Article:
Piers Secunda has created a series of images on the exploitation and execution of slave workers in Alderney.
Piers Secunda specialises in art that reflects conflict and has created work on ISIS, Iraq and Afghanistan.
His current exhibition at the Cromwell Place Gallery in South London, 15 March to 15 April 2023, looks at the life and death of forced labourers and slave workers in Alderney in WW2.
His interest was sparked by a friend who sent photos of what appeared to be a bullet damaged wall at Platte Saline, in the fort used by Blanchards builders merchants as a sand store.
"The more I thought about that wall, and the secluded location of it, the more I wanted a professional opinion."
"I went back a few months later and took a mold of the wall."
Piers Secunda's 'Shot Wall' at the Cromwell Place Gallery (courtesy of Piers Secunda)
He consulted two forensics experts in the US.
"One of them worked for the NYPD for 40 years. They specialise in gunshot damage, bullet impact marks and crime scene recreation, shootings, ricochet, bullet residue. It's all about chemical analysis and physics. They came to the island in June 2022 and my remit was, look at the wall and see if you can figure out what happened here."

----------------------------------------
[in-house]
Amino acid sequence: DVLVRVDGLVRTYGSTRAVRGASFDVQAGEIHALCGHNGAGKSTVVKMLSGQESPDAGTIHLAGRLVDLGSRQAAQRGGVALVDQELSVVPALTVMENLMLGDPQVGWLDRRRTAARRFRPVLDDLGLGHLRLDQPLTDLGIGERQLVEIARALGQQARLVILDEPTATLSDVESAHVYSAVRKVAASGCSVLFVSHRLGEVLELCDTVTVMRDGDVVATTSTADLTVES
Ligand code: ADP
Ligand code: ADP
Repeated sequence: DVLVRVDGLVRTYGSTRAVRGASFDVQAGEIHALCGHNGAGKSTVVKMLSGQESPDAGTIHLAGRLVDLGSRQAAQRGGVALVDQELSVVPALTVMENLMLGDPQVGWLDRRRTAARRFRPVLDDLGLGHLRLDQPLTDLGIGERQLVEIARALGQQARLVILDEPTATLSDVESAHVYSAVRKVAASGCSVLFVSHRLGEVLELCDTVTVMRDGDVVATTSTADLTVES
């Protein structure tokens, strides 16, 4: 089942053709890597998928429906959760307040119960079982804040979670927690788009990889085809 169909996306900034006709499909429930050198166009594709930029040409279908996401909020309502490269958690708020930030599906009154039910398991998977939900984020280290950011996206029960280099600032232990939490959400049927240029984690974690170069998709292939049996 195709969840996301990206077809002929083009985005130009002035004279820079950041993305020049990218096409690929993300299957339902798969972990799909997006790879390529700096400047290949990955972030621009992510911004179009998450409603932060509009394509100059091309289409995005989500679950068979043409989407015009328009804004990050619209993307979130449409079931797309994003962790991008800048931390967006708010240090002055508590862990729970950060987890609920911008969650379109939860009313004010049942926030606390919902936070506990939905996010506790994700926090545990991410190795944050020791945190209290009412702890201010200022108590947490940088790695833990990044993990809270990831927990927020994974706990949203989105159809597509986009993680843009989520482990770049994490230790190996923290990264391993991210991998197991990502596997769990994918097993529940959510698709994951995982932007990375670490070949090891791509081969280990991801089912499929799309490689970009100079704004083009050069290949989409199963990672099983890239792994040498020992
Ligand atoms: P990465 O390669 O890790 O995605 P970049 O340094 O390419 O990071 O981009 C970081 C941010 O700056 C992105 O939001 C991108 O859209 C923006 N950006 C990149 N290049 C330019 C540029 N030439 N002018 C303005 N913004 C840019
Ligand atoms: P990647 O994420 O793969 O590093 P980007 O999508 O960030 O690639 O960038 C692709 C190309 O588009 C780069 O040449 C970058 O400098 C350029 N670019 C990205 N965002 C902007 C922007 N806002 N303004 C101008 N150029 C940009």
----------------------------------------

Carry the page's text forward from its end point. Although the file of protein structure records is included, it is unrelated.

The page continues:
He says their investigation was conclusive:
"The concrete wall inside Platte Saline contains a firing squad execution pattern. The wall possesses the necessary physical evidence to be designated a firing squad execution site."
They pinpointed the ammunition to be from German Mauser rifles.
A British intelligence officer sent to Alderney following the Occupation concluded that around 330 workers had died at the hands of the Germans. That number has repeatedly been disputed as being far too conservative, but until now, no one appears to have found evidence of the execution of slave labourers at Platte Saline.
Piers Secunda's exhibition captures original WW2 images from Alderney and prints them on brightly coloured backgrounds.
These include the SS labour camp near the airport known as Sylt, one of its officers, Major Otto Hogelow, who was known for his cruelty, and two captured Russians sent to Alderney as slave labourers. A mold of the firing squad wall is also included.
Major Otto Hogelow courtsey of Piers Secunda
To make the prints as authentic as possible, Piers used cordite from German ammunition, given to him by two islanders:
"I ground the burnt cordite until it was a very fine powder and I handed it to the silk screen printer and I said 'make the prints with this.' So the prints are made with German cordite ink."
Piers says visitors to the gallery have been fascinated and surprised by what he, an artist, has uncovered about the dark side of Alderney's Occupation history:
"I can't believe the depth of information that you've found, the extent of what you've found, and how you've taken such complex subject matter an information and condensed it into works of art."
He also says it throws up questions about the history taught in English schools:
"It seems that nobody really knows this history in England. It's not taught, the way that we teach medieval history. Schools don't teach pupils in Britain that part of the UK was occupied by Germany."